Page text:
One of the most underappreciated traits of the best leaders is surprising: they also tend to be great managers.
“Management” is typically seen as a lower form of leadership. But in my estimation, it’s just as important. While leadership is about influencing what you can’t control (how inspired and engaged your employees are, how invested they are in the company’s vision), management is all about managing what you can control (who to hire, what targets to aim for, how to allocate resources, and how to adjust when problems or opportunities arise).
Both sides of that coin are vital, no matter where in the corporate hierarchy you stand.
A recent study from the National Bureau of Economic Research supports the idea that successful executives exhibit good management and foster it throughout their organizations. Analyzing US Census Bureau data from 32,000 manufacturing firms, researchers from Stanford, MIT, and elsewhere found a strong correlation between “structured management practices” and a firm’s growth, profitability, workforce productivity, and innovation.
Each firm answered sixteen questions relating to its management practices, including:
- “How many key performance indicators were monitored at this establishment?”
- “How frequently were the key performance indicators reviewed by managers at this establishment?”
- “Who was aware of the production targets at this establishment?”
- “What was the primary way non-managers were promoted at this establishment?”
Based on its responses, firms were assigned a single management score, rating how structured and consistent their management practices were. The higher the score, the greater the firm’s productivity, profitability, growth, and innovation.
The paper’s authors write:
This relationship is robust to a wide range of controls including industry, education, establishment and firm age, and potential survey noise. . . . These management practices also have a highly significant predictive power for future growth and firm survival.
The findings align with my own long-held belief that a consistent, repeatable management system gives any organization an edge. So many companies run willy-nilly—targets unclear, data and insight unused, poor managers entrenched throughout the organization—that even a simple management framework can help you deliver far superior outcomes.
“But wait a second,” you might say. “This was a study of manufacturing firms! That's not what I'm running.”
Good point. Manufacturing environments are different from organizations where knowledge work is predominant. Yet I would argue that in knowledge-based workplaces, structured management practices are even more vital.
When your employees work with knowledge and use creative initiative to perform their roles, it’s more difficult for a manager to monitor the work. In most cases, there’s nothing concrete to look at. Even the hard numbers must be placed in context by the employees who understand them best. In this nebulous, human-centered environment, placing structure around management practices is particularly essential. Without a system, the executive team will remain in the dark and be unable to lead effectively.
Interestingly, there’s also research to support the benefits of structured management in organizations that are not exclusively in manufacturing. A different research paper titled “Structured Management Processes Lead to Better Business Performance” concludes that:
Companies that have adopted clearly defined, well-structured, repeatable processes for strategy setting, business planning, and decision making are more able to make well-informed and timely decisions in response to internal and external changes.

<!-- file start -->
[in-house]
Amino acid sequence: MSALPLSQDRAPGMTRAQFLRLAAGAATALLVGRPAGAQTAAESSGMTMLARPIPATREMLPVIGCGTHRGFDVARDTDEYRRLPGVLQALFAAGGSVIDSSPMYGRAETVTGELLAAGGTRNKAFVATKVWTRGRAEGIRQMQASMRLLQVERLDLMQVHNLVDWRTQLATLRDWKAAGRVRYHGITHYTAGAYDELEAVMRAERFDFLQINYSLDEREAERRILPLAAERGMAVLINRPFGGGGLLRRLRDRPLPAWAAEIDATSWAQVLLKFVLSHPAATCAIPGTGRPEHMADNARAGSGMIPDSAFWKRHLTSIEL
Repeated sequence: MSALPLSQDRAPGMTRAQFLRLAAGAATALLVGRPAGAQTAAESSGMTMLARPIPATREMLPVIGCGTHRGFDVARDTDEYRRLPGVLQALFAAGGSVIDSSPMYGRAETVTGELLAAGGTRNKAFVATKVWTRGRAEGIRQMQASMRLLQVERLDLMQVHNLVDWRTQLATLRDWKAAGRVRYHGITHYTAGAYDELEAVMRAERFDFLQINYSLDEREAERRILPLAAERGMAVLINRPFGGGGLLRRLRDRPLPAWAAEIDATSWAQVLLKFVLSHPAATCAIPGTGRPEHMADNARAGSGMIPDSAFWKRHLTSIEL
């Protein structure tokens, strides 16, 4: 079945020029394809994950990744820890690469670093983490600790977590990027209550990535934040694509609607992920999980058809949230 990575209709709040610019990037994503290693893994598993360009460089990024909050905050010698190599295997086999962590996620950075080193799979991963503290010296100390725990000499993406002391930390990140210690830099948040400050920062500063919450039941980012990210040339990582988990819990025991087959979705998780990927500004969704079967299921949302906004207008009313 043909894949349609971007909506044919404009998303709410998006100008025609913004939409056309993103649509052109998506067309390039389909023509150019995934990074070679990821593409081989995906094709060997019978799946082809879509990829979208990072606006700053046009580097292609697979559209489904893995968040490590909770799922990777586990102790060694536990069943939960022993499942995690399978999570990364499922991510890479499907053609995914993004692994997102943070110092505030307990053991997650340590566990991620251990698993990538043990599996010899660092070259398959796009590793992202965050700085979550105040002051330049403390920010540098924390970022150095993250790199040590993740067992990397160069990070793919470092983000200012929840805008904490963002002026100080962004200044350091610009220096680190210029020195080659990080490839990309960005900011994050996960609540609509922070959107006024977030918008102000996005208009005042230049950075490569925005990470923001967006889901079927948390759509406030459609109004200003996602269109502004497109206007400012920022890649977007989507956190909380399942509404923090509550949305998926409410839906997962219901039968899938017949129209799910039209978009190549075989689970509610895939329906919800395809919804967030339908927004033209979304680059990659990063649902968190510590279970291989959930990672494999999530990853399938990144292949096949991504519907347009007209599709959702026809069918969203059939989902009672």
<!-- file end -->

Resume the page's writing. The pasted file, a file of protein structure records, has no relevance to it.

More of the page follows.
The paper also finds that these companies are more collaborative and better at business planning and reporting.
In light of research like this, I would encourage every executive to ask themselves: Do we have consistent, repeatable management practices in our organization? If not, what can we do to construct a management framework that is appropriate for our organization?
Ultimately, this is about institutionalizing management excellence. It’s about ensuring that the CEO has a system for communicating targets and reviewing performance, and that every manager in the business is looped into this system and managing his or her team well.
Where to start? First, check out the US Census Bureau’s “Management and Organizational Practices Survey.” What do you think your management score would be?
Second, you can make sure you have at least the bare bones of a management system in place. I’ve cherry-picked a few concepts from the Census survey that in my experience as CEO comprise a good starting point:
- Establish key goals and metrics at the company and department levels. Make them specific, relevant to your strategy, and supportable by most of the organization. I recommend these goals be reset on a quarterly cadence.
- Share goals and metrics with everyone. Everyone should be consistently aware of what the company is trying to achieve and how their team contributes.
- Review performance against key goals and metrics every week. The CEO and executives should examine how the organization is tracking against its targets weekly, based on input from employees across the organization.
- Ensure that managers coach and evaluate effectively. Formal performance-based feedback should be delivered to each employee at least once a quarter. Information about which employees are high performers as well as which are underperforming each quarter should be transmitted up to the CEO.
Your management system shouldn’t be top-down, rigid, or onerous. Instead, look to incorporate a few simple, consistent management practices into your company’s operations. Because, ultimately, leaders are only effective when they can manage well too.
If you want to make sure basic management hygiene is practiced across your organization, I would also recommend distributing my company’s ebook Manager Fundamentals.